, Newburyport, MA


October 29, 2012

Vote Yes on ballot questions 1, 2 and 3

Voters in the Nov. 6 election face an unusually broad swath of political contests and ballot questions.

After reviewing the three statewide ballot questions — questions 1, 2 and 3 — we support passage of all three. Our philosophy on ballot questions is that adults should be allowed to make reasonable decisions that affect their health and life. We feel that all three questions tackle difficult and timely issues that society has grappled with, and that lawmakers have generally seen fit to steer clear of. That leaves it in the hands of voters to decide.

Question 1 asks voters to pass a measure that will allow repair garages to have full access to important computer data stored in their cars. We feel that once a consumer buys a car, he or she should be free to take it to a garage his or her choice, or to a trusted mechanic.

As written, the measure requires that auto companies share with independent repair shops the computer software codes that keep their vehicles running. The codes are the property of the companies (think Ford, General Motors and Toyota), meaning drivers often need to get repairs done at dealerships, where the work costs more.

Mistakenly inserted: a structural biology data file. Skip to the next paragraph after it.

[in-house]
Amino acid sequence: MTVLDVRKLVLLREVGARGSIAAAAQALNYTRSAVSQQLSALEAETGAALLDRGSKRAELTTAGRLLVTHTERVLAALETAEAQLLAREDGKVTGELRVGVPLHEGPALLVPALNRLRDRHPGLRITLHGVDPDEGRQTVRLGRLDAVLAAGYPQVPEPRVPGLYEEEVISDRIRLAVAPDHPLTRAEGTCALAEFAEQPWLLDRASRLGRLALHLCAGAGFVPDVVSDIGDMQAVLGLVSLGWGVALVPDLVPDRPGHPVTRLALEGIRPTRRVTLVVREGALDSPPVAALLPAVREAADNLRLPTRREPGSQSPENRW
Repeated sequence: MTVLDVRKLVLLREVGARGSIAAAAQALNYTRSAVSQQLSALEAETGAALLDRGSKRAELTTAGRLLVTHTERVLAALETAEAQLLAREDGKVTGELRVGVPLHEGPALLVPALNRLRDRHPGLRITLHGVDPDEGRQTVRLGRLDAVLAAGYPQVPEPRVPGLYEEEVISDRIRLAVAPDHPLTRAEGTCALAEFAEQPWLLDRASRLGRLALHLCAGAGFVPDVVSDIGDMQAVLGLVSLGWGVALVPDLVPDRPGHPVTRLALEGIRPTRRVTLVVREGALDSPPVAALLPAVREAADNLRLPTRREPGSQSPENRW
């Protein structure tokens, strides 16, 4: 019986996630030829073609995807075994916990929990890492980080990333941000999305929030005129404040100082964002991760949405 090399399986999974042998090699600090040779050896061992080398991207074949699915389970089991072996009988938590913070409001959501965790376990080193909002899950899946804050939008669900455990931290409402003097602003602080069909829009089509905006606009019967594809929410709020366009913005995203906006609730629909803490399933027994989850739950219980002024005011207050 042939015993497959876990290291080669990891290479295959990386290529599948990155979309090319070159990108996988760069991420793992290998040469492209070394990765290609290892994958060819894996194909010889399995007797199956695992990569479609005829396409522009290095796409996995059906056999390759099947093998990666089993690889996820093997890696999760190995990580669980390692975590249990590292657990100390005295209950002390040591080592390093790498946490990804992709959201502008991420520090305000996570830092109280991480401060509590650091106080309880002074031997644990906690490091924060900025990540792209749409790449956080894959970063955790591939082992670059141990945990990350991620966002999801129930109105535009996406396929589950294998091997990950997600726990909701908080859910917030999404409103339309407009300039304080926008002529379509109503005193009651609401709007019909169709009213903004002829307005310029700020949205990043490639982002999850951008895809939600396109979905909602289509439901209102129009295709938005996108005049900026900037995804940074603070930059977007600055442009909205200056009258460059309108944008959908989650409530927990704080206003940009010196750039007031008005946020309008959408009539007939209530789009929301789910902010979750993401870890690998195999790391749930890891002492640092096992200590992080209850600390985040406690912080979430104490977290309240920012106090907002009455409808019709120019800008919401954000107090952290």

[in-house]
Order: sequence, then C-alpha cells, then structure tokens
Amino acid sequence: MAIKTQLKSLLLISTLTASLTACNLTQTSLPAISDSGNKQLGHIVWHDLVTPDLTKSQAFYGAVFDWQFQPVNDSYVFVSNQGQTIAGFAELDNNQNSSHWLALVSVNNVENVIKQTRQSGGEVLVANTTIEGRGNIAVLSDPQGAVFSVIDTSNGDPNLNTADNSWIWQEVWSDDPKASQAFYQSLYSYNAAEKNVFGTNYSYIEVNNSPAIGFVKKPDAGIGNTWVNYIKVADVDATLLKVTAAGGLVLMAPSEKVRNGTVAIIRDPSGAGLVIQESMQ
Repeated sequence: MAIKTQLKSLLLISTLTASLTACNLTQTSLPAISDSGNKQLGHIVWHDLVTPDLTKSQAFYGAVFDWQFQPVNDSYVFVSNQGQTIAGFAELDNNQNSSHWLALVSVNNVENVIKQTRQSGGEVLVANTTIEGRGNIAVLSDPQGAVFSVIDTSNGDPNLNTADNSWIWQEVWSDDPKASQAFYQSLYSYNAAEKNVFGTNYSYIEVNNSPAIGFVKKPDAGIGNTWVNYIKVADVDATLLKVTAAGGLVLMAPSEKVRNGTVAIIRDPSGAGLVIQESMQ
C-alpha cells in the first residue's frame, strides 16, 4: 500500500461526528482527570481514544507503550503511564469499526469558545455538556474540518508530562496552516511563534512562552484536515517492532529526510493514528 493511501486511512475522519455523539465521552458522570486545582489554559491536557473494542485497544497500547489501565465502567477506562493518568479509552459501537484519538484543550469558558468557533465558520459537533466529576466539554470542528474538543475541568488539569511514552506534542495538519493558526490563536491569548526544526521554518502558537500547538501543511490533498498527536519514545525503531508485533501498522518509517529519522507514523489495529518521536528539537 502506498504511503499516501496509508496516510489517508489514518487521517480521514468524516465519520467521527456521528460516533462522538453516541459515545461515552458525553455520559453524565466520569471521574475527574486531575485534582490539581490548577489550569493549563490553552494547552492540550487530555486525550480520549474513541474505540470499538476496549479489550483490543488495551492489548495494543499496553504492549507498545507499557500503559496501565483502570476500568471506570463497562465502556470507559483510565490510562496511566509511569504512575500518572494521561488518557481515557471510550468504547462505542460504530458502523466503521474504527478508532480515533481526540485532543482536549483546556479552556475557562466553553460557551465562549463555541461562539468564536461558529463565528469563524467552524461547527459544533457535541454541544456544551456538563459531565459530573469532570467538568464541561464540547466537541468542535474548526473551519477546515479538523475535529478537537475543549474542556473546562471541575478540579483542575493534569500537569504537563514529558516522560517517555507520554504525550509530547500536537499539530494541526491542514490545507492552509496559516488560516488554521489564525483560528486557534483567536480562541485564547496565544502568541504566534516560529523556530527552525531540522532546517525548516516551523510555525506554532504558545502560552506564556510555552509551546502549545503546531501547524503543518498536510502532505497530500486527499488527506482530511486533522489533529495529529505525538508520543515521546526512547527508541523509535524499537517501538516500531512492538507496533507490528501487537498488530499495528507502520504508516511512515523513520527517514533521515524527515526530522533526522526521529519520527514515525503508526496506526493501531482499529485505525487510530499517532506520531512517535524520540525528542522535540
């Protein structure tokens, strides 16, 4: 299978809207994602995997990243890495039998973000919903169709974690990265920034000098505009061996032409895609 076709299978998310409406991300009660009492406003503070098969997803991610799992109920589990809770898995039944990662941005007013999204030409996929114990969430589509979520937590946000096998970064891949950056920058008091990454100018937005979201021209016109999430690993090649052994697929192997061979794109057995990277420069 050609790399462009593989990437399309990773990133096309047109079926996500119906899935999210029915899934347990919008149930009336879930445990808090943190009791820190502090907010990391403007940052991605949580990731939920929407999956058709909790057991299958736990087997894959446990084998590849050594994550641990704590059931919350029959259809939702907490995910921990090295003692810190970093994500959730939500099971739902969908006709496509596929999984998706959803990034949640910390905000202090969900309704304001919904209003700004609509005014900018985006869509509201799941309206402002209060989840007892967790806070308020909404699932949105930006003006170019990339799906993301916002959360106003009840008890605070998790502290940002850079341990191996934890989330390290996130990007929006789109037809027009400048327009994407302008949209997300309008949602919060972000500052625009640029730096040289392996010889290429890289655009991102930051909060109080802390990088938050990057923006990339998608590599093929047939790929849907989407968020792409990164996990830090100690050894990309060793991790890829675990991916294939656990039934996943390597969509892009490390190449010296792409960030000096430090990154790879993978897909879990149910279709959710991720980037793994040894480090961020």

If the ballot question is approved Nov. 6, the auto industry would have to immediately turn over code information to independent repair shops and would have until 2015 to satisfy a mandate that all new cars sold in the state include an onboard diagnostic and repair system that can be accessed with a standard laptop computer.

Given the high cost of auto repairs, this seems like a slam dunk for drivers.

Question 2 poses the difficult choice of choosing when to end one’s life.

The law would allow doctors to prescribe a lethal dose of medication to terminally ill adult patients given six months or less to live. This is an issue that has long lingered in this state, yet lawmakers have failed to act on it. Supporters have now turned to a ballot question to push for a decision. This is the same path that has been followed in Oregon and Washington, two of the three states where assisted suicide is legal and has been in practice for the past few years. Very small numbers of patients have sought to end their lives through this law.

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